A new survey has found a big year-to-year jump in the number of healthcare executives saying they’d implemented an AI strategy, with administrative solutions getting more attention than clinical AI options.
The second OptumIQ annual survey on AI in healthcare queried 500 leaders from hospitals, health plans, life sciences organizations and employers on how they saw and what their plans were for the technology.
One of its key findings was an 88% increase over 2018 in the number of respondents stating they had an AI strategy in place and had implemented AI technology. The survey also noted a jump in spending on AI, with respondents estimating that their organizations would spend an average of $39.7 million over the next five years on AI, up $7.3 million from last year.
Many executives were optimistic that these investments would generate returns relatively soon, as well, with 50% saying that they expected to see cost savings within three years or less of making AI investments, up from 31% last year. That’s a pretty fast ROI turnaround for an enterprise-level technology.
The survey also found that many organizations had made great strides in their AI plans over the past year. Sixty-two percent of respondents reported that they’d implemented an AI strategy, up from 33% in 2018, with 22% saying they were the late stages of implementation. This year-over-year jump sends a strong signal that AI adoption has entered a rapid-growth phase.
Half of the respondents said they were investing in AI-driven administrative process improvements first, while 36% were building out capabilities supporting personalized clinical care recommendations. Also, 36% planned to invest in speeding up research leading to therapeutic or clinical discoveries. They may very well see big potential for clinical AI deployment, but it’s possible they see administrative data as more accessible than clinical data.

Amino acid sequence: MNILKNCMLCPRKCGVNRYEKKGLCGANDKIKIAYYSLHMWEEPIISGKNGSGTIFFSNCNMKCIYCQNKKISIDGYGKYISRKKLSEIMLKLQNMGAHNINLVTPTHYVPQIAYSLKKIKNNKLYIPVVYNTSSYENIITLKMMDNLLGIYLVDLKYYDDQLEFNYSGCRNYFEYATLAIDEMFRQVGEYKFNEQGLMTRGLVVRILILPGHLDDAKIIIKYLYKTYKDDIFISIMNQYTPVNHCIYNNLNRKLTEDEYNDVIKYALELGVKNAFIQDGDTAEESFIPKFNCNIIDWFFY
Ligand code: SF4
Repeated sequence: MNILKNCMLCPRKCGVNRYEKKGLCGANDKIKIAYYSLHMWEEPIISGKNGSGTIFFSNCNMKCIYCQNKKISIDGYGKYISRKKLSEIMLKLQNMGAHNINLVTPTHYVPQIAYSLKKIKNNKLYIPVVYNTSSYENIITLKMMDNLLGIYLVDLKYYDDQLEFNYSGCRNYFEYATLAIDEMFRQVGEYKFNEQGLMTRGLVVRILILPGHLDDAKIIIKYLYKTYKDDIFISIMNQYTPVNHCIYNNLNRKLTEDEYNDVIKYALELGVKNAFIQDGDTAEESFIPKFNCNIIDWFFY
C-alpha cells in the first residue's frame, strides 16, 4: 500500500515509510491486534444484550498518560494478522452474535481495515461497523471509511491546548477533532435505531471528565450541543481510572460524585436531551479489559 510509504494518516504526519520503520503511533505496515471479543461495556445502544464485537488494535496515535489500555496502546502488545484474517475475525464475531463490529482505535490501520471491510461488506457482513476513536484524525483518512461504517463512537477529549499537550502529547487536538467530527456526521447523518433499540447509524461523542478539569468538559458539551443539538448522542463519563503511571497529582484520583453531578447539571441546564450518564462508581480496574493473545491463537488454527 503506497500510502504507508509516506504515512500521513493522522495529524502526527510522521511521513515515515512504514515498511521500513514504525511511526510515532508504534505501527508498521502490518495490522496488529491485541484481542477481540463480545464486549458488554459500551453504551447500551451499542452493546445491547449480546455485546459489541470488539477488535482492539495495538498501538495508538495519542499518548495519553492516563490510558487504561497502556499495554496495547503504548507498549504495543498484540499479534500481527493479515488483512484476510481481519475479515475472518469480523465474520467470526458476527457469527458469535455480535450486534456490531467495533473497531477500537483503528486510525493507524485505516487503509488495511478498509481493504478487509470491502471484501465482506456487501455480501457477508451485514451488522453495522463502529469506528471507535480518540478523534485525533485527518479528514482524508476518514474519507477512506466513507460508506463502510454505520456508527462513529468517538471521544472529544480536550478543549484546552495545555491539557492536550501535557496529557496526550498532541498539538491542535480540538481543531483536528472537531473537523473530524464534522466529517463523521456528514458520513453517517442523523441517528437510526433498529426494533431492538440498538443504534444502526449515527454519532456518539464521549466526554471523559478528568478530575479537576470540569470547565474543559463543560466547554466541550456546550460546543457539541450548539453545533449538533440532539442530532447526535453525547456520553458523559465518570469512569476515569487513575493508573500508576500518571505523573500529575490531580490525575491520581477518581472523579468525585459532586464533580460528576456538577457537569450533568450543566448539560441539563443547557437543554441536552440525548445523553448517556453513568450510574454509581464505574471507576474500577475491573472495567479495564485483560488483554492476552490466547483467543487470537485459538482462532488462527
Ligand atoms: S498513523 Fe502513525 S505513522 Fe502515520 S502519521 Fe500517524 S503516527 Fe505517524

The top five AI areas respondents saw as having potential included automating prior authorizations (51%), suggesting relevant health actions to individuals using personalized communications (47%), managing EHRs (45%), detecting fraud, waste or abuse in reimbursement (43%) and selecting appropriate care settings (38%).
Given this level of activity, it’s little surprise that hiring AI-savvy employees is on these organizations’ radar. The survey found that 52% of leaders reported that AI would create more work opportunities and that 87% felt that hiring candidates with AI tech experience was a priority for them.
Almost all of the respondents also predicted that 10% to 50% of new roles will require experience working with AI, while 89% agreed that their employees weren’t being trained quickly enough to keep up with the growth in AI use.
To meet this need, the respondents are considering several approaches, including working with consulting firms, creating training programs, establishing partnerships and postponing projects.